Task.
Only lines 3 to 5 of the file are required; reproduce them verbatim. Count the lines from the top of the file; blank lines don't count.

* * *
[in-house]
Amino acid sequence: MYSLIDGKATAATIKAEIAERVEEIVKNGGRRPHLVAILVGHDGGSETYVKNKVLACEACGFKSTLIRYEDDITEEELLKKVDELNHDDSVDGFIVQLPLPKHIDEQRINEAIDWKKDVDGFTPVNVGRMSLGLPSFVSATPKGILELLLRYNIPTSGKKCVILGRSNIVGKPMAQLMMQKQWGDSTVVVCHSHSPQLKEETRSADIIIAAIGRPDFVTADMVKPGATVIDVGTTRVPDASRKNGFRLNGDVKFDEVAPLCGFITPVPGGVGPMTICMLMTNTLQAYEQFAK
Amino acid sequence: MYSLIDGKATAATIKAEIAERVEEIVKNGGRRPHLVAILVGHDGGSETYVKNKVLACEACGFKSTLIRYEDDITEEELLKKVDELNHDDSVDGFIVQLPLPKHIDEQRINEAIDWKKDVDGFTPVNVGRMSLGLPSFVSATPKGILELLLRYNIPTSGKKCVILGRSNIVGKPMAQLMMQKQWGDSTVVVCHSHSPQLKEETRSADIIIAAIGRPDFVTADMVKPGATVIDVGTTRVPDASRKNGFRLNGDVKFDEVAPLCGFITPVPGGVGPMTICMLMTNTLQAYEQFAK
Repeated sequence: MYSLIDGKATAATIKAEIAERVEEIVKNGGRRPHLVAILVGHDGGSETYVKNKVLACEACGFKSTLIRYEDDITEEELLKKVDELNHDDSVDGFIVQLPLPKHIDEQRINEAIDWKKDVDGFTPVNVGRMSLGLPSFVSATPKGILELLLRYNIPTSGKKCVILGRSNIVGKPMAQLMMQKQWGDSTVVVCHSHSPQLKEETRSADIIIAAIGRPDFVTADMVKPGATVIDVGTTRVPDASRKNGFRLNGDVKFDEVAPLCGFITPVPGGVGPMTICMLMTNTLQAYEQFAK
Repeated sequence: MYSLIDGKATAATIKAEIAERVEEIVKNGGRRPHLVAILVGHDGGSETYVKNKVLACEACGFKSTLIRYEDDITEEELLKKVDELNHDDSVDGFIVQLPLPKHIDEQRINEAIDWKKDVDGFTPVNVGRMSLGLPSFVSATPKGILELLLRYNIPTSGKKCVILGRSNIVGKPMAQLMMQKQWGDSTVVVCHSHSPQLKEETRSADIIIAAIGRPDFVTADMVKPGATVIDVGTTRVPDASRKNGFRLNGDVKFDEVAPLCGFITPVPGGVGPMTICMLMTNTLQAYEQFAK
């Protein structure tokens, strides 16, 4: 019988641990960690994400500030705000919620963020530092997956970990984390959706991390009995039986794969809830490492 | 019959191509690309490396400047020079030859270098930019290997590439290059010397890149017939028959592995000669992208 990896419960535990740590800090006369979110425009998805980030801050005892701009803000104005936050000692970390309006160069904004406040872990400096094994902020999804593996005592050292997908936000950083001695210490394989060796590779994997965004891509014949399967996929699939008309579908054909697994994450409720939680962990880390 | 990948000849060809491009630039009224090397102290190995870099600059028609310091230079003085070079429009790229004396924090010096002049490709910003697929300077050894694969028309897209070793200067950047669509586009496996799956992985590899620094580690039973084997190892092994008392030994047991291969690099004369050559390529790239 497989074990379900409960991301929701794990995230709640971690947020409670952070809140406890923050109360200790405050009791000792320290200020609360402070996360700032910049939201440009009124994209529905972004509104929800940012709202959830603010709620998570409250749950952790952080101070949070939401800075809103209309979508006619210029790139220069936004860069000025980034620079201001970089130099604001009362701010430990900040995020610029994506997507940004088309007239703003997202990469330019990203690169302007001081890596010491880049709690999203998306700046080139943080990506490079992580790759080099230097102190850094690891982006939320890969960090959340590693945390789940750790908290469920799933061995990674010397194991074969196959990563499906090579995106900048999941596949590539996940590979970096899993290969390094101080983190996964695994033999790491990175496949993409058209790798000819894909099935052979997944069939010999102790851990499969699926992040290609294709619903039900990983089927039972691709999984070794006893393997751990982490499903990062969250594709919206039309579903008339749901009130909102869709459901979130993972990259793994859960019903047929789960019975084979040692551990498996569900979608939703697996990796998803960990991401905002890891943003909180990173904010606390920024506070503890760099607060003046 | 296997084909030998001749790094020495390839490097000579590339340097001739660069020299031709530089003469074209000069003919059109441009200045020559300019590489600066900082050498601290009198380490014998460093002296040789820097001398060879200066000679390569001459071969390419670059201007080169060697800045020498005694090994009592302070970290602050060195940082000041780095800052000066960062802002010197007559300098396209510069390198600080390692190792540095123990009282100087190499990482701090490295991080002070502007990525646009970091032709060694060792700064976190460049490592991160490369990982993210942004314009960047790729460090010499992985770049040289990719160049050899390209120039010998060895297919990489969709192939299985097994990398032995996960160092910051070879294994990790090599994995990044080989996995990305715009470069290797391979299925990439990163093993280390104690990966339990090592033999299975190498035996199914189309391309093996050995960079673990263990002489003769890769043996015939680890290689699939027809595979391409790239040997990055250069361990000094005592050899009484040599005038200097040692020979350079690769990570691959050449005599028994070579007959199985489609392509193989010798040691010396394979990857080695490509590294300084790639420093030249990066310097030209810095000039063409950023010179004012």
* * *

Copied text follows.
Amino acid sequence: MYSLIDGKATAATIKAEIAERVEEIVKNGGRRPHLVAILVGHDGGSETYVKNKVLACEACGFKSTLIRYEDDITEEELLKKVDELNHDDSVDGFIVQLPLPKHIDEQRINEAIDWKKDVDGFTPVNVGRMSLGLPSFVSATPKGILELLLRYNIPTSGKKCVILGRSNIVGKPMAQLMMQKQWGDSTVVVCHSHSPQLKEETRSADIIIAAIGRPDFVTADMVKPGATVIDVGTTRVPDASRKNGFRLNGDVKFDEVAPLCGFITPVPGGVGPMTICMLMTNTLQAYEQFAK
Repeated sequence: MYSLIDGKATAATIKAEIAERVEEIVKNGGRRPHLVAILVGHDGGSETYVKNKVLACEACGFKSTLIRYEDDITEEELLKKVDELNHDDSVDGFIVQLPLPKHIDEQRINEAIDWKKDVDGFTPVNVGRMSLGLPSFVSATPKGILELLLRYNIPTSGKKCVILGRSNIVGKPMAQLMMQKQWGDSTVVVCHSHSPQLKEETRSADIIIAAIGRPDFVTADMVKPGATVIDVGTTRVPDASRKNGFRLNGDVKFDEVAPLCGFITPVPGGVGPMTICMLMTNTLQAYEQFAK
Repeated sequence: MYSLIDGKATAATIKAEIAERVEEIVKNGGRRPHLVAILVGHDGGSETYVKNKVLACEACGFKSTLIRYEDDITEEELLKKVDELNHDDSVDGFIVQLPLPKHIDEQRINEAIDWKKDVDGFTPVNVGRMSLGLPSFVSATPKGILELLLRYNIPTSGKKCVILGRSNIVGKPMAQLMMQKQWGDSTVVVCHSHSPQLKEETRSADIIIAAIGRPDFVTADMVKPGATVIDVGTTRVPDASRKNGFRLNGDVKFDEVAPLCGFITPVPGGVGPMTICMLMTNTLQAYEQFAK